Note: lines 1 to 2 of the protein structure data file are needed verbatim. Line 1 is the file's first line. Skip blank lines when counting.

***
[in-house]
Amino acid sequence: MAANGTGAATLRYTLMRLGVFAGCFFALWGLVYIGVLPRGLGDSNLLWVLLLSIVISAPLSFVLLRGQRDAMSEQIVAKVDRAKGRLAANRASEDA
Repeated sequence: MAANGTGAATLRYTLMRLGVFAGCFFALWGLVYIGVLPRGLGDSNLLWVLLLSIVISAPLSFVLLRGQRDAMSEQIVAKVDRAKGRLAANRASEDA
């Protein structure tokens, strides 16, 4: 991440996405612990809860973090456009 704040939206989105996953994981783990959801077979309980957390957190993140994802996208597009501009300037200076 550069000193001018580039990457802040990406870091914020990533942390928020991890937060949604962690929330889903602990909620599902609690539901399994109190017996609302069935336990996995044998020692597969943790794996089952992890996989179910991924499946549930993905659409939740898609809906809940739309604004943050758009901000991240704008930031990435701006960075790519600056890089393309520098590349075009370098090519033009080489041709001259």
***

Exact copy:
[in-house]
Amino acid sequence: MAANGTGAATLRYTLMRLGVFAGCFFALWGLVYIGVLPRGLGDSNLLWVLLLSIVISAPLSFVLLRGQRDAMSEQIVAKVDRAKGRLAANRASEDA